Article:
This paper surveys the ways in which the First Nations Property Ownership Act (FNPOA) is the site of both tension and alliance between state, non-state, and local Indigenous interests converging around a common agenda of land “modernization” in Canada. It is a convergence, I argue, that must be read in the context of a reorganization of society under neoliberalism. The FNPOA legislation is discursively framed to acknowledge Indigenous land rights while the bill simultaneously introduces contentious measures to individualize and municipalize the quasi-communal land holding of reserves. The intersections of alliance around this land modernization project foreground the complex ways in which capitalism and colonialism, though inextricably tied, perform distinguishable economic processes, and how we must be attentive to the particulars of their co-articulation with local formations of indigeneity.

View the full text here: http://onlinelibrary.wiley.com/store/10.1111/anti.12094/asset/anti12094.pdf?v=1&t=i58dkdeo&s=4e87e60fdc1c80036a750a11f2ccc1d7a968e12f

Pasternak, S. “Jurisdiction and Settler Colonialism: Where Laws Meet,” Special Issue: Law & Decolonization, Canadian Journal of Law and Society. Volume 29 / Special Issue 02 / August 2014, pp 145-161

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Abstract

To engage in the question of what it means to decolonize law, we must ask by what authority a law has the authority to be invoked and to govern. In this paper, I describe the conditions necessary for the exercise of Canadian law as being the work of jurisdiction, and I call into question Canada’s legality and legitimacy in making jurisdictional claims. Decolonizing law means deconstructing the state’s grounds to inaugurate law on lands acquired through colonial settlement. By critically examining law’s geography and scope I call into question the modern definition of territory itself. Further, I draw attention to jurisdiction as a conceptual framework for understanding the specificities of settler colonialism; illustrate jurisdiction as a historical concept, distinct from territory and sovereignty; and show some of the ways in which jurisdiction is enacted to govern across multiple scales and issues.

Link: http://journals.cambridge.org/action/displayAbstract?fromPage=online&aid=9303990&fulltextType=RA&fileId=S0829320114000052

Shiri Pasternak, Sue Collis, Tia Dafnos. “Criminalization at Tyendinaga: Securing Canada’s Colonial Property Regime through Specific Land Claims,” Canadian Journal of Law and Society, May 2013: 1-17.

[Winner, 2013 Best Article, Canadian Law and Society Association]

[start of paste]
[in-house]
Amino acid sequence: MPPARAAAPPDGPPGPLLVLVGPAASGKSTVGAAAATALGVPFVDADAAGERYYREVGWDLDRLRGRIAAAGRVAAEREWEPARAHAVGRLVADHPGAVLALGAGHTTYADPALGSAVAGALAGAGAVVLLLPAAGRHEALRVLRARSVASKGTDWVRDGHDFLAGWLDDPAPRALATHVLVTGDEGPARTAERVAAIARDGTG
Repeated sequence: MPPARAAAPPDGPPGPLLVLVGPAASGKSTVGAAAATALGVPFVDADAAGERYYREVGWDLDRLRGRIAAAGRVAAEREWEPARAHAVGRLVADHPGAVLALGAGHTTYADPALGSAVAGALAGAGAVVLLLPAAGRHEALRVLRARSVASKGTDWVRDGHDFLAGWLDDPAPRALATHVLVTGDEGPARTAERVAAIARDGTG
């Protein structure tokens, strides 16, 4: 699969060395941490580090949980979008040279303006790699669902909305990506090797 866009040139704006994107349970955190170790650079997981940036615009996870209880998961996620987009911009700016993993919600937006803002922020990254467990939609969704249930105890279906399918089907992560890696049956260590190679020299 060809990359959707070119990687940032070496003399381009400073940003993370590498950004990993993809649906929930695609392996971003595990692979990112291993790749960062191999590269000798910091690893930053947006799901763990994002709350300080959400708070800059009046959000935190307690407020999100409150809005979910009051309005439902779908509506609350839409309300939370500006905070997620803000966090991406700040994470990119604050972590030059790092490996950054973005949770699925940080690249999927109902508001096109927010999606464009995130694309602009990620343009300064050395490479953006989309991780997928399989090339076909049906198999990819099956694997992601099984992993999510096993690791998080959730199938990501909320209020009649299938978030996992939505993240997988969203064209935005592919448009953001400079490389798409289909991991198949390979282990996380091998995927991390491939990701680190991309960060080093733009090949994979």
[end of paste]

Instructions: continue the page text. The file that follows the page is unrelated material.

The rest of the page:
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Abstract

Drawing on unpublished material on the history of the Culbertson Tract, records obtained through access to information requests, and firsthand knowledge from the community, we trace Mohawk legal and extralegal strategies aimed at reclaiming the Tract to show how Canada legitimizes and manages the continued dispossession of land from the Mohawks of Tyendinaga. Through the criminalization of community members opposing settlement terms under the land claims policy, we conclude that the policy of extinguishment contained in the land claims policy is furthered by policing resistance with the use of security forces on the ground.

Link: http://journals.cambridge.org/action/displayAbstract?fromPage=online&aid=8913454

Shiri Pasternak. “Book Review: Tom Flanagan, Christopher Alacantra, and André Le Dressay. Beyond the Indian Act: Restoring Aboriginal Property Rights. Montreal and Kingston: McGill-Queen’s University Press, 2010,” Canadian Journal of Native Studies, 30:2, Winter 2010, 424-25.

Pasternak, S., Lorenzo Magzul and Nancy Turner, “Born from Bears and Corn: Why Indigenous Knowledge Matters in the Debate about Genetically Engineered Food.” Gene Taboos: Religious Attitudes to Genetically Modified Food, Harold Coward and Conrad Brunk, eds. (New York: SUNY Press, 2009).

Link: http://www.sunypress.edu/p-4870-acceptable-genes.aspx

Pasternak, S. and David Wachsmuth, “Use It or Lose It: Toronto’s ‘Use It or Lose It’ Campaign for Affordable Housing.” Critical Planning Journal 15, 2008.

[Winner – Soja Prize for Best Essay]

Abstract

The city of Toronto is suffering from ‘abandonment issues’. A campaign of the same name seeks to help address the city’s housing crisis through the introduction of a Use It or Lose It bylaw that would see abandoned buildings expropriated and converted to affordable housing. This article discusses the campaign, suggesting that the introduction of a municipal bylaw has radical potential to address the basic need for shelter. It describes a social approach to defining ‘abandonment’ and argues that abandoned spaces can be used to challenge the North American private property regime, using Abandonment Issues as a case study.

Link: http://luskin.ucla.edu/content/volume-15

Cadgrages Journal, Institut de recherches cliniques de Montréal, August 2007.

Abstract

This essay brings to light a relationship between the colonial doctrine of discovery and patents on life today. By tracing the doctrine of discovery, the assignment of terra nullius, and  the development of the discourse of improvement, this essay aims to show the ways in which indigenous people’s relationship to nature has been defined and circumscribed by terms of “vacant lands” and “raw seeds” in attempt to justify the denial of pre-existing Aboriginal ownership of land and knowledge in North America and around the world.

Link: http://www.omics-ethics.org/observatoire/cadrages/cadr2007/c_no33_07/ca_no33_07_01.html